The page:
X — So is avoiding costly mistakes the reason you insist on a technical leader for our product management?
Me — Not really, you could follow Marc Andreessen’s advice: « find the smartest technologist in the company and make them CEO. »
X — I guess it would be the inverse. And Apple would have been very different since Steve Jobs was not that technical.
Me — Actually he probably was one of the greatest Chief Engineer of all time: making opinions based decisions and explaining why, willing to articulate trade-offs and to share the vision, delaying data driven decisions. But more importantly capable of embodying the product. For example, should the iPhone screen be in plastic or in glass? Made of plastic, it would get a lot of little scratches inside your pocket. Made of glass, it would break badly when falling on the floor.
X — It’s obvious: glass should be chosen. And indeed it was.
Me — But in the late 2000s the Blackberry was loved by its users for its robustness and its rock solid keyboard. It was already made of street-proof plastic.
X — OK, maybe it wasn’t so obvious back then.
Me — The Chief Engineer holds the answer and the « why » would usually be found inside his concept paper or in his head. Every design decision can be traced there. He’s the guarantee the product holds true to its vision, from the design phase and all the way to the customer care phase. Including the production and marketing phases.
X — So « why » did Apple chose glass over plastic?
Me — They argued that putting a phone inside a pocket was a « normal » thing to do, so it would be their fault if a scratch would appear. But if you let your phone fall in the kitchen, it was obviously your fault: Apple had nothing to do with it.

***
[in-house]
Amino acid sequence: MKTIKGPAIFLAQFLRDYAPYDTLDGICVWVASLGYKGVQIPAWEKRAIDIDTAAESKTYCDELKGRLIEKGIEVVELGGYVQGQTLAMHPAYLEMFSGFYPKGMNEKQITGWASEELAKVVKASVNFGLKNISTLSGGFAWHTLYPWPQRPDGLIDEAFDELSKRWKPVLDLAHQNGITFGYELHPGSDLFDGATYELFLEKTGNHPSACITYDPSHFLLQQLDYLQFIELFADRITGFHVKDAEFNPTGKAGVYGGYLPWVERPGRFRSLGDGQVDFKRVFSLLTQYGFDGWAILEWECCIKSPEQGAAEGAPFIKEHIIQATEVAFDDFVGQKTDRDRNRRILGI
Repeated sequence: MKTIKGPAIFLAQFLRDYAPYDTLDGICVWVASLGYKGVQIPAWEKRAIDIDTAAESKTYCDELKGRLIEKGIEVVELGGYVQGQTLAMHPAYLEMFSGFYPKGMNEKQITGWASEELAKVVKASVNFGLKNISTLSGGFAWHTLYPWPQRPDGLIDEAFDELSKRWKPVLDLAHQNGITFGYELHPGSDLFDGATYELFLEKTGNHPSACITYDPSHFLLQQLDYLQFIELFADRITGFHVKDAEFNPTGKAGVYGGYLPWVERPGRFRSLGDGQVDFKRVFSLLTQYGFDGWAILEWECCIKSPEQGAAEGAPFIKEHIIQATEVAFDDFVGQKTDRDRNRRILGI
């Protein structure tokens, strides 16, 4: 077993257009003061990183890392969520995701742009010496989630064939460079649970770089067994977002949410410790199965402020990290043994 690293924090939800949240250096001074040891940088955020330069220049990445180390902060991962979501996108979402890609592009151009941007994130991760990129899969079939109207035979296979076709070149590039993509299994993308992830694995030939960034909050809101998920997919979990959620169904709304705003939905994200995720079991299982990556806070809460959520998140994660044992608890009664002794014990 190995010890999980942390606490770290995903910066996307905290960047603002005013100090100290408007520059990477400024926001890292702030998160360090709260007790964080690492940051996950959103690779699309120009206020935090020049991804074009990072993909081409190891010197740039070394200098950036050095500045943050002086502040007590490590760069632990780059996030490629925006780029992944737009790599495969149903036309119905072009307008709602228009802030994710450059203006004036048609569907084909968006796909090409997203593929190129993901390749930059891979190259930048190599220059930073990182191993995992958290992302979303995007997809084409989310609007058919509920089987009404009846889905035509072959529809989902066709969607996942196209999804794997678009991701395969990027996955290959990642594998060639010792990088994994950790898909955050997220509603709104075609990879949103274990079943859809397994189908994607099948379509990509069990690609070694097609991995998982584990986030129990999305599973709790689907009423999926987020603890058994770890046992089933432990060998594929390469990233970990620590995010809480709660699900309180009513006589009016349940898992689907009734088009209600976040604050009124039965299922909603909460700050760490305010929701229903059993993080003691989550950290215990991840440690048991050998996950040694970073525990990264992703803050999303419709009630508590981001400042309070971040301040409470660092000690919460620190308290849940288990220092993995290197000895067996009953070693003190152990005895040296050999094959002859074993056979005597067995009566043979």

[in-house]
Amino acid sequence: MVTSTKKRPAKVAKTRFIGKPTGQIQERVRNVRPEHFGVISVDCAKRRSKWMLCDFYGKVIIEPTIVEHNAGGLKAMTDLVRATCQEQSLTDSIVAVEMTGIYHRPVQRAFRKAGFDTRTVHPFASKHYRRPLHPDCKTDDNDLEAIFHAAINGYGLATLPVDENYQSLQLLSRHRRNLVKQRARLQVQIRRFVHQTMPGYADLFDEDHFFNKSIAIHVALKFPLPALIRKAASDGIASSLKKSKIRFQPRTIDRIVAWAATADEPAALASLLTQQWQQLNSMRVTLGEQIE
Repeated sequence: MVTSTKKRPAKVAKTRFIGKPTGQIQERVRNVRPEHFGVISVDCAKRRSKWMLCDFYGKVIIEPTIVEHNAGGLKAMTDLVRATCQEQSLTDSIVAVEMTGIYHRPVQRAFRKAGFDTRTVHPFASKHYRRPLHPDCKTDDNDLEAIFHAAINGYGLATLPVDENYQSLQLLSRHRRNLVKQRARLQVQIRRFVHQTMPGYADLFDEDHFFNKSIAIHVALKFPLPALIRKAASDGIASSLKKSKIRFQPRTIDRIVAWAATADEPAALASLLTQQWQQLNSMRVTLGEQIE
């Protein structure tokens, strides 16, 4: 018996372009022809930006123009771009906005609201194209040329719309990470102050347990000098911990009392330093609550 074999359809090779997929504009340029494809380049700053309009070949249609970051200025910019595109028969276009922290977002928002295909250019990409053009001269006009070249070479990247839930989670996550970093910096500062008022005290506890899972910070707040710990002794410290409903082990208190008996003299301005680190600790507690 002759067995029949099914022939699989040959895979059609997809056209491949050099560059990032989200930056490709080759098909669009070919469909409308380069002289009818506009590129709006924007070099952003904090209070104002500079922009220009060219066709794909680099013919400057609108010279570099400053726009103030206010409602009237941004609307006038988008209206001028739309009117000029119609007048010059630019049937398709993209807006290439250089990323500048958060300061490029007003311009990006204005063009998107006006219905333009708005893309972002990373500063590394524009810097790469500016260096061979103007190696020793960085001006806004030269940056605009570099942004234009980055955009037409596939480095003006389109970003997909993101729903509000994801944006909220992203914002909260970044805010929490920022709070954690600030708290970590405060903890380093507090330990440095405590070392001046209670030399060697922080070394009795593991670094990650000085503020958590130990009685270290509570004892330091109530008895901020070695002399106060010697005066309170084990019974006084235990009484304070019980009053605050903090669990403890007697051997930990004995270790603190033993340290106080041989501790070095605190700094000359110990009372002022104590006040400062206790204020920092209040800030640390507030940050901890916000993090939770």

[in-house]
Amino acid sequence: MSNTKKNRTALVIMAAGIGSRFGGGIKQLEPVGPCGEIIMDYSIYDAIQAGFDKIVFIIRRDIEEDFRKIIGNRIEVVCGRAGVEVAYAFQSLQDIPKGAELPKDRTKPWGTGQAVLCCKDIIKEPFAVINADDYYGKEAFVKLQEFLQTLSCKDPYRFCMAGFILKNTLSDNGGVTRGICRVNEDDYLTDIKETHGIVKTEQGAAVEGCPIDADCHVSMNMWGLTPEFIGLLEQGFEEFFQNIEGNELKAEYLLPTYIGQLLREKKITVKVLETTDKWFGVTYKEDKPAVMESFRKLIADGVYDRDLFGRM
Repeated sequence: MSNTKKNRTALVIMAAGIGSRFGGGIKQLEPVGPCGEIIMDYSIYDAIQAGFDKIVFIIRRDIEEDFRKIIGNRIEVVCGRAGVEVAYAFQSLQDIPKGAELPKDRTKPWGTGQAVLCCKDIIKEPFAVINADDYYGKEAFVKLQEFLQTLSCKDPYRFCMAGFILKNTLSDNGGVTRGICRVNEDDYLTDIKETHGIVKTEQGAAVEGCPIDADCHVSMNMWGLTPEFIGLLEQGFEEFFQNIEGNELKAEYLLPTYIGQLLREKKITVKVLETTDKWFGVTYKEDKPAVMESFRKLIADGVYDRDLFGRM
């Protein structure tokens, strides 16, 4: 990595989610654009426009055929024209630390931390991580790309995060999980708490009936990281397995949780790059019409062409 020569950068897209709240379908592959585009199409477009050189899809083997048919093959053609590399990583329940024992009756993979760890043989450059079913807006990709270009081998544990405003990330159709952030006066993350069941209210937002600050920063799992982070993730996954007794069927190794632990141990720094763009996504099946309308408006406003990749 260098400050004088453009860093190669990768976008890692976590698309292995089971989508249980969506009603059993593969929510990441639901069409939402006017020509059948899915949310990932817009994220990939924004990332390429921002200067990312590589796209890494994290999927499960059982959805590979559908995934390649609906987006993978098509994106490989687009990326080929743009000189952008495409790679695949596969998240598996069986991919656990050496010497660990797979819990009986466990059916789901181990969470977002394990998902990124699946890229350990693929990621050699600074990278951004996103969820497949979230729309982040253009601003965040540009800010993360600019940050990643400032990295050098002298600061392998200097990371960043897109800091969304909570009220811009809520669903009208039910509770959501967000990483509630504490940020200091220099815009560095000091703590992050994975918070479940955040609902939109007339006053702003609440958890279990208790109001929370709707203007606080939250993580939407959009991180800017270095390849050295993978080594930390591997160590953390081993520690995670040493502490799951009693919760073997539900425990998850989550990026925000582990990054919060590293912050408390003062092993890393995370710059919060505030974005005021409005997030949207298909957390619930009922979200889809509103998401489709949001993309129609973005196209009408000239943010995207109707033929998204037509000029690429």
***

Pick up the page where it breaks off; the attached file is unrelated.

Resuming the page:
X — But again, you’re arguing with an extreme case: we can’t all be Steve Jobs.
Me — Precisely. Chief Engineer is probably the most difficult position to fill inside a company. Usually the founder doubles up as the first Chief Engineer: it was certainly the case for me. There's no product and no company to start with so it boils down to my vision of the current landscape, the potential customers, the close competitors, etc. But fast forward ten years and I had to kill our second product when I realized I couldn't carry it forward to the marketing and sales phases, two years after we’d started working on it. I couldn't clone myself to create a second Chief Engineer.
X — But that was more than 4 years ago!
Me — Exactly: that’s when I started exploring what a Chief Engineer actually does when not the CEO. And then examining who could be our next Chief Engineer. It took three years of mentoring and teaching to get there. Finally Opentime (our time management SaaS product) got its new Chief Engineer and my best guess is I need about three more years to learn how to become a non-Chief Engineer CEO.
X — So what it's your plan then?
Me — I've read quite a few books on the subject over the years: Takao Sakai's The Secret behind the Success of Toyota and Cécile Roche and Luc Delamotte's Lean en Ingénierie have been quite influential for example. But since summer is here and summer means kids, next on my list is Hayao Miyazaki's The Wind Rises. It's the story of Jiro Horikoshi, one of the original Shusa - the name in Japanese for Chief Engineer - during the 1930s. Should be interesting to look at it with this perspective in mind!